Political Science - Theses, Dissertations, and other Required Graduate Degree Essays

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The politics of federal territories : the case of the Yukon

Author: 
Date created: 
1978
Document type: 
Thesis
File(s): 
Department: 
Simon Fraser University. Theses (Dept. of Political Science)
Thesis type: 
Thesis (M.A.)

Representation in the British Columbia Legislature

Author: 
Date created: 
1977
Document type: 
Thesis
File(s): 
Department: 
Simon Fraser University. Theses (Dept. of Political Science)
Thesis type: 
Thesis (M.A.)

Globalisation, deregulation and financial services reform in Canada: Legislating Canada’s "Superbanks"

Date created: 
2006
Abstract: 

When analyses of globalisation first emerged, it was argued that globalisation would expand a "democratic deficit" by reducing the power of public officials to regulate economic activities. The pressures of global economic competition would constrain the range of available public policies. In the case of financial services, both international political economy approaches to globalisation and public policy scholarship argued that the sector produced a unique "esoteric politics" in which there would be little scope for public accountability. Global competitive pressures, the technical complexity of the sector, and the close relationship between large financial services companies and policymakers, isolated the sector from domestic political pressures. Despite these assumptions, the Canadian financial services sector has gone through a period of "re-politicisation" and re-regulation over the last decade. Sectoral policy outcomes are now more clearly driven by domestic political struggles than was the case in the past. This thesis argues that this "re-politicisation" is the direct long-tem consequence of the deregulatory changes of the 1980s initiated, ironically, in response to "globalisation" and the policy demands of Canada’s "big banks." Deregulation "opened" the policymaking environment to a wider array of organized interests. By collapsing the banking, insurance and securities policy subsystems into a single federal financial services policy sector, and by expanding the responsibility of Parliament in an environment of weak state capacity, deregulation unintentionally created an environment in which groups pursuing new regulatory policy goals have been able to influence government policy. While globalisation might have further curtailed the importance of domestic politics in this sector, the institutional changes associated with deregulation ultimately opened a traditionally-closed policy network. This evidence requires that we change our traditional analysis of the "closed" financial services policy network in Canada. It also suggests the utility of "mid level" theories, like policy networks analysis in explaining state responses to globalisation. The policy networks approach offers significant insights, overlooked in much conventional analysis of globalisation, regarding the importance of sectoral-specific domestic institutional arrangements in guiding how states will ultimately respond to the challenges and opportunities of globalisation.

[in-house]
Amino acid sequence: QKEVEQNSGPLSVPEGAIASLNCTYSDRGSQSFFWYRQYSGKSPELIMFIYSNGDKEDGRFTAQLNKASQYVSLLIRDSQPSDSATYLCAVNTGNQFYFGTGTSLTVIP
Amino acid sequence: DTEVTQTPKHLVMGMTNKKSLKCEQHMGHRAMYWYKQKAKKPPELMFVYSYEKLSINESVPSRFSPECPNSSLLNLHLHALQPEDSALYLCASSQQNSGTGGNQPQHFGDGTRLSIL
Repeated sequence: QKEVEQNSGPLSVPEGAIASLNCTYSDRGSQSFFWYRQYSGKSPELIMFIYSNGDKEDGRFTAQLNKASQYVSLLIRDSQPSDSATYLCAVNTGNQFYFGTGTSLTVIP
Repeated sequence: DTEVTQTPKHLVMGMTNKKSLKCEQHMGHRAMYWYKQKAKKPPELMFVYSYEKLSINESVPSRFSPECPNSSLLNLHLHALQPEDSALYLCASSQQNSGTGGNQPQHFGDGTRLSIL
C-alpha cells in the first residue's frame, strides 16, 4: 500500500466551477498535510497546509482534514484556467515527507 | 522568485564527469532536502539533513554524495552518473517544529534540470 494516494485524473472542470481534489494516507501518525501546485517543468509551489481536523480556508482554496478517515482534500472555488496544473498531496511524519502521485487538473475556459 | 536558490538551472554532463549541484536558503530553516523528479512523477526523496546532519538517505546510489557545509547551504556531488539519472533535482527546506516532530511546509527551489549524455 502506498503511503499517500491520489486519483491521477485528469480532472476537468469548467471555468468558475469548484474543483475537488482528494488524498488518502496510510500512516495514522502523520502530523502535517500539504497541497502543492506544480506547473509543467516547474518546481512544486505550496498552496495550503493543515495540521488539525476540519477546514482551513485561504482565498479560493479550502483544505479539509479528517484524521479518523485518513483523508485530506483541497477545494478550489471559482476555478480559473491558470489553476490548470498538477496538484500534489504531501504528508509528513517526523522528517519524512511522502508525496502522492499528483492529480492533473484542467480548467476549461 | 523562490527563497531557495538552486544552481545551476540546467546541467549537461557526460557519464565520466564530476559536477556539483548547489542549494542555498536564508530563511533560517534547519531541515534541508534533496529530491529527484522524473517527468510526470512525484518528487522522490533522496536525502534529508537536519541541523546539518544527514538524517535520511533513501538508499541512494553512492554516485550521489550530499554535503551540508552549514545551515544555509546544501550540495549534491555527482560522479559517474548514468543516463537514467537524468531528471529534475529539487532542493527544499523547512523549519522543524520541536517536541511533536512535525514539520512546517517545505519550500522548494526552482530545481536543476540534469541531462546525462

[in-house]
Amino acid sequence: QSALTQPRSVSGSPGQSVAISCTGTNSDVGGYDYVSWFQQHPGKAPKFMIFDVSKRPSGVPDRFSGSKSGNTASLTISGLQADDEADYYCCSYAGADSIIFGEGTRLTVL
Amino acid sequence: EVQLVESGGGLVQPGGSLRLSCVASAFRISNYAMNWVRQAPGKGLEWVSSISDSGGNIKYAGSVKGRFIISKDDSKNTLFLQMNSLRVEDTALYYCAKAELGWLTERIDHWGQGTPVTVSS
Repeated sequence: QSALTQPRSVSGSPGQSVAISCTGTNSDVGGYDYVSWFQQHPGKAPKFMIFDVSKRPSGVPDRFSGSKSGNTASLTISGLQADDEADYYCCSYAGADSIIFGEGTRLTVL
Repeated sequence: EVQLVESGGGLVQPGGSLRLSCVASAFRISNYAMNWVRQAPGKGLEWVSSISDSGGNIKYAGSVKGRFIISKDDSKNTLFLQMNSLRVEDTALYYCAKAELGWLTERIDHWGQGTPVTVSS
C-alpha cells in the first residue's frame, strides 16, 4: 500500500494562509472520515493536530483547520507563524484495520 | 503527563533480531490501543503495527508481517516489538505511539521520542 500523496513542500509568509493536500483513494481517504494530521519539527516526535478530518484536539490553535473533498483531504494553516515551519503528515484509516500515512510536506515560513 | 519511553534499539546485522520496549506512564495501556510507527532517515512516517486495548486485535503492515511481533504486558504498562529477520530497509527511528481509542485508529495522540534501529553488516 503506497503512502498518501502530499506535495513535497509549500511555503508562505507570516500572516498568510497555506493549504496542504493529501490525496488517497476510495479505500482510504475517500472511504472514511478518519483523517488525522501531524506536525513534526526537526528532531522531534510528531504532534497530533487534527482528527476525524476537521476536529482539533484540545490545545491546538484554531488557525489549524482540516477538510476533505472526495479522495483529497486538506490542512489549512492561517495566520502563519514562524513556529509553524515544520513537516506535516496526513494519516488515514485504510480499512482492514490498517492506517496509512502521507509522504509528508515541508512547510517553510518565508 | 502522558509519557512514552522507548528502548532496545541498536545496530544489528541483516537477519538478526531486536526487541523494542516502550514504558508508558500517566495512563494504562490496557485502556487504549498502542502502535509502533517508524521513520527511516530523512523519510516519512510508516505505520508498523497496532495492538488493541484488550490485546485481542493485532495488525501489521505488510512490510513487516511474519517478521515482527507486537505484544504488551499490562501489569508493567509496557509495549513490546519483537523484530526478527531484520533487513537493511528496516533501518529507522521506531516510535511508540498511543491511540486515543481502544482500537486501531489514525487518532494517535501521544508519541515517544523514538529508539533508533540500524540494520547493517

Document type: 
Thesis
File(s): 
Department: 
Department of Political Science - Simon Fraser University
Thesis type: 
Thesis (Ph.D.)

Addressing China’s needs in the global intellectual property regime: Alternative knowledge sharing approaches

Author: 
Date created: 
2006
Abstract: 

Since its accession to the WTO, China has struggled to meet its commitments under the TRIPs (Trade-Related Aspects of Intellectual Property Rights) agreement which imposes strict intellectual property rights (IPRs), favouring the interests of developed countries. Despite internal and external pressure on Beijing to improve its standard of IPR protection, it remains the target of Western criticism for lax enforcement. Questioning the contemporary mainstream concept of intellectual property (IP), this study identifies alternative approaches to knowledge sharing that could address the needs of a developing country such as China. It argues that open IP initiatives could address some IPR problems within the Chinese context. They also could help to bridge the gap between developed countries like the U.S. and developing countries like China which have different perspectives on intellectual property.

Document type: 
Thesis
File(s): 
Department: 
Department of Political Science - Simon Fraser University
Thesis type: 
Research Project (M.A.)

‘Controlled by Canadians’ – Public process and the CRTC: Public participation, the community channel, and the regulation of Canada’s broadcasting system

Author: 
Date created: 
2006
Abstract: 

The Canadian Broadcasting Act of 1991 states the Canadian system should be ‘effectively owned and controlled by Canadians’. The Canadian Radio-television and Telecommunications Commission (CRTC) is the administrative body that is responsible for the regulation and supervision of Canada’s broadcasting system. This project examines the two aspects of the CRTC’s process open to public participation; the public hearing or public notice and the complaints process. The nature and extent of public participation in response Public notice 2001-129, which formed the basis for the CRTC’s 2002 policy framework for community media, was the focus of one part of this project. The project also examined the number and type of complaints filed with the CRTC regarding Delta and Shaw cable systems from 2002-2006. The research found that the form of the community channel influences participation in the policy process and the structure of the complaints process restricts the nature of the complaints filed.

Document type: 
Thesis
File(s): 
Department: 
Department of Political Science - Simon Fraser University
Thesis type: 
Research Project (M.A.)